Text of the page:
What happened

Shares of relatively tiny oil driller SM Energy (NYSE:SM) jumped nearly 14% in the first half hour of trading on July 21. Following close behind were Canadian international oil company Vermilion Energy (NYSE:VET) and U.S.-based giant Occidental Petroleum (NYSE:OXY), both of which were up around 10%. The big news is that oil prices were in rally mode. That said, the previous day's news that Chevron had agreed to buy Noble Energy probably helped the mood some, too.   

So what

Oil prices are still hovering at a level that makes it hard for oil companies to turn a profit. So any price rally needs to be taken with a grain of salt. There's only just so much that a gain of a few percentage points will do. What oil companies really need is a sustained rally, which will require a material rebalancing of supply and demand. Right now, thanks to COVID-19, supply is outstripping demand by a notable margin, especially when you consider all the oil that has been put into storage. That extra energy needs to be worked off before oil is likely to see a material price advance.

Oil rigs with the sun setting in the background

Image source: Getty Images.

However, that doesn't mean that investors won't get caught up in oil price moves and other industry news. In fact, there's good reason for positive developments to have a material impact on some drillers. Occidental Petroleum, for example, won a bidding war for Anadarko Petroleum in 2019, beating out Chevron. Unfortunately, that $55 billion acquisition saddled the company with debt that, when oil prices fell in 2020, left Occidental struggling to carry the load. Higher oil prices will make it easier for the $16 billion market cap company to deal with all the debt it took on, so investors are right to see higher energy prices as a positive here.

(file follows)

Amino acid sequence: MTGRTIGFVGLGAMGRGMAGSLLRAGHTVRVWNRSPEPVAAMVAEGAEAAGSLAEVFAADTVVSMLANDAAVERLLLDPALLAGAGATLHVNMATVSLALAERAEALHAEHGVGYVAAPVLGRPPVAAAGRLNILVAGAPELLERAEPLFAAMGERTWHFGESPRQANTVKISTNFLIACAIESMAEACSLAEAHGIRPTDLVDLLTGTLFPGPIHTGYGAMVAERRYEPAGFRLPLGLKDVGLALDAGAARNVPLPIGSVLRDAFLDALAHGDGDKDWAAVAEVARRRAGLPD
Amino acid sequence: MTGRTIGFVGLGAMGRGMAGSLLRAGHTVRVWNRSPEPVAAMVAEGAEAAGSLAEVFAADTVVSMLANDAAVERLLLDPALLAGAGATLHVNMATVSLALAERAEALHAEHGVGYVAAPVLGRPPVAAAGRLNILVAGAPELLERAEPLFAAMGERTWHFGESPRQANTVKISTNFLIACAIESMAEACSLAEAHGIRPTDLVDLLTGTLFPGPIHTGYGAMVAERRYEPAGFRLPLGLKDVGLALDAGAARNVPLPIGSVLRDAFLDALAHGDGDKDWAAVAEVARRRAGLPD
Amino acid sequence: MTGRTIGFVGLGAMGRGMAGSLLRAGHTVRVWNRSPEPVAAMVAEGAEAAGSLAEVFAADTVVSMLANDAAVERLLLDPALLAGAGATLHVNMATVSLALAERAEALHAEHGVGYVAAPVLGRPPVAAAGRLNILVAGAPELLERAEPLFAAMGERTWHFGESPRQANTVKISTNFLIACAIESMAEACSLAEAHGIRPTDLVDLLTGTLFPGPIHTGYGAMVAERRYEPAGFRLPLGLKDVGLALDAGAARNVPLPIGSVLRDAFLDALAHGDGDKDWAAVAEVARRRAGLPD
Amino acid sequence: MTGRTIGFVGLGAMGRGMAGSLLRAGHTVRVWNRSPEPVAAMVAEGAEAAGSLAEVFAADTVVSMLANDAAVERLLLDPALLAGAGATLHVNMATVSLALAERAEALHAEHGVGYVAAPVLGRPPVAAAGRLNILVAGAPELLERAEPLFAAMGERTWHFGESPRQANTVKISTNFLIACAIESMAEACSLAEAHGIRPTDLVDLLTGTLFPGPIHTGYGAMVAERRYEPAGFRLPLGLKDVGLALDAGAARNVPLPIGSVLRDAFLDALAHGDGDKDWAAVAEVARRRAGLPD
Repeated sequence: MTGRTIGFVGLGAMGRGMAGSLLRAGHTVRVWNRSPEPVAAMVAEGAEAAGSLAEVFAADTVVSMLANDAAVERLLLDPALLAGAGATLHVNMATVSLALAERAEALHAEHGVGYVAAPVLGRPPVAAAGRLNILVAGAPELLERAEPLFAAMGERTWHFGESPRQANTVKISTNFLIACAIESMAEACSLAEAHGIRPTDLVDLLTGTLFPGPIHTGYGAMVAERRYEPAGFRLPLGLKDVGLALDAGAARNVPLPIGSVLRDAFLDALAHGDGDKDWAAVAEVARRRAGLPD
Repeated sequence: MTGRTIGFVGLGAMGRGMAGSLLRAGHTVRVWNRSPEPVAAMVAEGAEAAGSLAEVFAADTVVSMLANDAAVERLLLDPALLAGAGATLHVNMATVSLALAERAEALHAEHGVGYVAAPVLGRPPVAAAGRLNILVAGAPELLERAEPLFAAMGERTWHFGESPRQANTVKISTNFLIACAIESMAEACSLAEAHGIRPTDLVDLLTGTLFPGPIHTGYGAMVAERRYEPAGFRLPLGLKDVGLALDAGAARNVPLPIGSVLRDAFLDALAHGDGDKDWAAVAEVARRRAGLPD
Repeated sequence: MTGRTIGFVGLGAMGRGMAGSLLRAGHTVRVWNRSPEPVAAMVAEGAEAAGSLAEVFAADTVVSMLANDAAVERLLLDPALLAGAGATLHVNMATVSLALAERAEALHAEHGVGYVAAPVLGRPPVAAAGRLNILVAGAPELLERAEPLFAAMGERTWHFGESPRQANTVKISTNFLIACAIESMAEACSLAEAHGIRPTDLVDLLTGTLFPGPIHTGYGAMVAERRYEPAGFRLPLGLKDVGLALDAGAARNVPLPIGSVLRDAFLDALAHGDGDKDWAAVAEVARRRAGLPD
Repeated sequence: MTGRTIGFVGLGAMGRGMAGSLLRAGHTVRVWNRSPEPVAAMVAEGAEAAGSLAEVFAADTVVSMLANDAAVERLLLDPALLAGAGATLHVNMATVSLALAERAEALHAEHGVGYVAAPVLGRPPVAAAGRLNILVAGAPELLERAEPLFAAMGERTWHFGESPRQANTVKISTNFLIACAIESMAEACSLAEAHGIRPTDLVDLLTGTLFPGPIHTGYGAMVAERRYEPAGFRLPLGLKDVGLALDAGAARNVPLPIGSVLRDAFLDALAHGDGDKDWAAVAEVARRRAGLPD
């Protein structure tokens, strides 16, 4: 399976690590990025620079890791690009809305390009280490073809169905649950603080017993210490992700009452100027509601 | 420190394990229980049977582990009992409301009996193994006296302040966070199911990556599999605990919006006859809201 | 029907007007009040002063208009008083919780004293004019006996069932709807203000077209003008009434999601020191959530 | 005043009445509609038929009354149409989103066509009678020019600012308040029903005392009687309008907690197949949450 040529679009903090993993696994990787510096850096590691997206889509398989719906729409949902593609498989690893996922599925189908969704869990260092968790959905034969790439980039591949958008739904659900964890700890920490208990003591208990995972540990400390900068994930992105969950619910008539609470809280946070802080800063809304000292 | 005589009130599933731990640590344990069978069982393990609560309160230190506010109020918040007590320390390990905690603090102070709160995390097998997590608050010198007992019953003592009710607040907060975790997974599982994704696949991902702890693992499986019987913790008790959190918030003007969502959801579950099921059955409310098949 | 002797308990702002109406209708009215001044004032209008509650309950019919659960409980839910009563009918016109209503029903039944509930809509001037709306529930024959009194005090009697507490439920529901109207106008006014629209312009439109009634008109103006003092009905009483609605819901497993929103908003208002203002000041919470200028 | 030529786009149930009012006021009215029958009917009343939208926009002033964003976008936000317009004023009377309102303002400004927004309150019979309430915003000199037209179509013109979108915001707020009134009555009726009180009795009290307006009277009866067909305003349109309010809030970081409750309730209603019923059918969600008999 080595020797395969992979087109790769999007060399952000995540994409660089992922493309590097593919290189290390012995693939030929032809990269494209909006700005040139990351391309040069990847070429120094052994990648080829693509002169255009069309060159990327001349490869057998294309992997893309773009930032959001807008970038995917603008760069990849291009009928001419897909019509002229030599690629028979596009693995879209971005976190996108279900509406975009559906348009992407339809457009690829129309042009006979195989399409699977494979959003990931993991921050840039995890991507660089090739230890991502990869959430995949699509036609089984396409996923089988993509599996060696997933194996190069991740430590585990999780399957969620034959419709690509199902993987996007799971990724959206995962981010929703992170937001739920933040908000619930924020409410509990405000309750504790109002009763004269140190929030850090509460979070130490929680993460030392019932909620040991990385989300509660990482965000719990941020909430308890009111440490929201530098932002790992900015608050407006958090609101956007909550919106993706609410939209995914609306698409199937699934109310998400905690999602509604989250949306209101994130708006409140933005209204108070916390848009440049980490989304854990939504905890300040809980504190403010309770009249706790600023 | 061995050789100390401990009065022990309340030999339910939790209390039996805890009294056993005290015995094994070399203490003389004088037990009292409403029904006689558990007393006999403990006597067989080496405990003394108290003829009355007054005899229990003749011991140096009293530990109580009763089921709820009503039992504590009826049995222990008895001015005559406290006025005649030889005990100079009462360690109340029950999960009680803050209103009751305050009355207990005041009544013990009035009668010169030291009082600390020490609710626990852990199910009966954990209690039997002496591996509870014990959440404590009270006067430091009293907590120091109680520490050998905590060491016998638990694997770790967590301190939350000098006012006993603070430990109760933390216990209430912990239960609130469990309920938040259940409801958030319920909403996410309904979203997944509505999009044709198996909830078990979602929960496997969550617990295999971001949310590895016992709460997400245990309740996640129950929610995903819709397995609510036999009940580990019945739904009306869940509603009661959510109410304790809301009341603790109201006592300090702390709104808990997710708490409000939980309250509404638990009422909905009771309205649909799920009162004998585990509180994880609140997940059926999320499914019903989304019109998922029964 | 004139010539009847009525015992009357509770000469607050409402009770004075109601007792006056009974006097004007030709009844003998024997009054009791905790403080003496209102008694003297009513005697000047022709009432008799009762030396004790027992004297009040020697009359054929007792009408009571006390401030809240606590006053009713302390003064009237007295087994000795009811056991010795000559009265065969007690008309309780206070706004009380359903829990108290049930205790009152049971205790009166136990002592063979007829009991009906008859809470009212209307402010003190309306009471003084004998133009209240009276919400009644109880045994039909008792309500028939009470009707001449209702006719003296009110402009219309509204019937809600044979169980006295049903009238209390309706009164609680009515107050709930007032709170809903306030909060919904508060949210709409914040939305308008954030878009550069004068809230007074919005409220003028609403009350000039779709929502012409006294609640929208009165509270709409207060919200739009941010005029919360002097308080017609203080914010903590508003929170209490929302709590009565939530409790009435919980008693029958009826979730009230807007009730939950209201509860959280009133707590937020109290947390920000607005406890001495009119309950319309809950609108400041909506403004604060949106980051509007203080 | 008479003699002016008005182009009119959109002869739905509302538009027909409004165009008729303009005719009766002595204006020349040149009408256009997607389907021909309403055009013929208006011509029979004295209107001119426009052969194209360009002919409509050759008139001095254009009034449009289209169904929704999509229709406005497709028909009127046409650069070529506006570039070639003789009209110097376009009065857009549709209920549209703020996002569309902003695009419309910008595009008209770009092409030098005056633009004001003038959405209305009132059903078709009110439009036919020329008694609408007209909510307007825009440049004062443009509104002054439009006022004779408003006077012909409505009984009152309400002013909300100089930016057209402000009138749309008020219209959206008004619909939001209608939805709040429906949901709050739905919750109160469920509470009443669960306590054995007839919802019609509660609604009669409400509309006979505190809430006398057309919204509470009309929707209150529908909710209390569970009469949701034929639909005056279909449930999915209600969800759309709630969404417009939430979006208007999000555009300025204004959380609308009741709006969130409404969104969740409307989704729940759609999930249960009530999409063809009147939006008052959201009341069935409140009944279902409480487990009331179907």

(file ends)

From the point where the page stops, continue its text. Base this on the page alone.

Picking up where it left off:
SM Energy, meanwhile, is fairly small with just a $450 million market cap. That said, the U.S.-focused exploration and production company is carrying around $2.6 billion in long-term debt. Its financial debt-to-equity ratio is roughly 19 times. Although the company didn't make a headline-grabbing acquisition like Occidental, debt is still a very big issue. And higher oil prices can only help.   

SM Chart

SM data by YCharts

Vermilion is a Canadian driller with assets scattered around the world. Like the two names above, it's carrying a notable debt load. While its situation isn't nearly as bad as the one SM Energy is in, the $750 million market cap company's $1.4 billion in long-term debt is still pretty onerous. Financial debt to equity is around 2.9 times. What's notable here is that Vermilion had long been a reliable dividend payer, but it suspended its dividend in April because of the impact of the global pandemic. That was a material blow to dividend-focused investors who had come to rely on the monthly dividend payment Vermilion previously offered. Getting that dividend back will depend on oil prices moving higher again.   

Now what

One day doesn't really change much in the big picture, and Occidental, SM Energy, and Vermilion remain materially below their early-year highs. These companies are all dealing with sizable headwinds that continue to hamper their financial results. Until there's a sustained uptrend, they remain fairly risky options in the energy patch. Indeed, investors should probably expect continued volatility for the foreseeable future, since oil has a long history of swift and dramatic price swings -- sometimes shifting gears on a day-to-day basis.